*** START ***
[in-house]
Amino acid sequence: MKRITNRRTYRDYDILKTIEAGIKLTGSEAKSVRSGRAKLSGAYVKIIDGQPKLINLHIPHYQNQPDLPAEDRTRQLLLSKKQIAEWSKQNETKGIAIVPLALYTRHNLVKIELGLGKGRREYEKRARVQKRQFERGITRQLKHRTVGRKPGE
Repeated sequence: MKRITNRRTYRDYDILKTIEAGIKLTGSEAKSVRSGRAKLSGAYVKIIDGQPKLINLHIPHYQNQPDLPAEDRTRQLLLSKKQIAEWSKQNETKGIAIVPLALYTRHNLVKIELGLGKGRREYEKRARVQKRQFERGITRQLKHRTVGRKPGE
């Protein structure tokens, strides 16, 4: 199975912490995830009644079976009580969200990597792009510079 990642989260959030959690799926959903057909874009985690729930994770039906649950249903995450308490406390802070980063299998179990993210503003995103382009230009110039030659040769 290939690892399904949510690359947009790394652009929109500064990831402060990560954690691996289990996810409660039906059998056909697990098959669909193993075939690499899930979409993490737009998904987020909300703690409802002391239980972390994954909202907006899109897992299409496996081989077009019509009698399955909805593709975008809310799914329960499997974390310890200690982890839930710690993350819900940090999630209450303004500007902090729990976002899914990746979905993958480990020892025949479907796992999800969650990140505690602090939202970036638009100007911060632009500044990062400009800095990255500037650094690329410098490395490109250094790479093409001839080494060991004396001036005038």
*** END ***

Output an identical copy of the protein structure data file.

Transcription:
[in-house]
Amino acid sequence: MKRITNRRTYRDYDILKTIEAGIKLTGSEAKSVRSGRAKLSGAYVKIIDGQPKLINLHIPHYQNQPDLPAEDRTRQLLLSKKQIAEWSKQNETKGIAIVPLALYTRHNLVKIELGLGKGRREYEKRARVQKRQFERGITRQLKHRTVGRKPGE
Repeated sequence: MKRITNRRTYRDYDILKTIEAGIKLTGSEAKSVRSGRAKLSGAYVKIIDGQPKLINLHIPHYQNQPDLPAEDRTRQLLLSKKQIAEWSKQNETKGIAIVPLALYTRHNLVKIELGLGKGRREYEKRARVQKRQFERGITRQLKHRTVGRKPGE
């Protein structure tokens, strides 16, 4: 199975912490995830009644079976009580969200990597792009510079 990642989260959030959690799926959903057909874009985690729930994770039906649950249903995450308490406390802070980063299998179990993210503003995103382009230009110039030659040769 290939690892399904949510690359947009790394652009929109500064990831402060990560954690691996289990996810409660039906059998056909697990098959669909193993075939690499899930979409993490737009998904987020909300703690409802002391239980972390994954909202907006899109897992299409496996081989077009019509009698399955909805593709975008809310799914329960499997974390310890200690982890839930710690993350819900940090999630209450303004500007902090729990976002899914990746979905993958480990020892025949479907796992999800969650990140505690602090939202970036638009100007911060632009500044990062400009800095990255500037650094690329410098490395490109250094790479093409001839080494060991004396001036005038």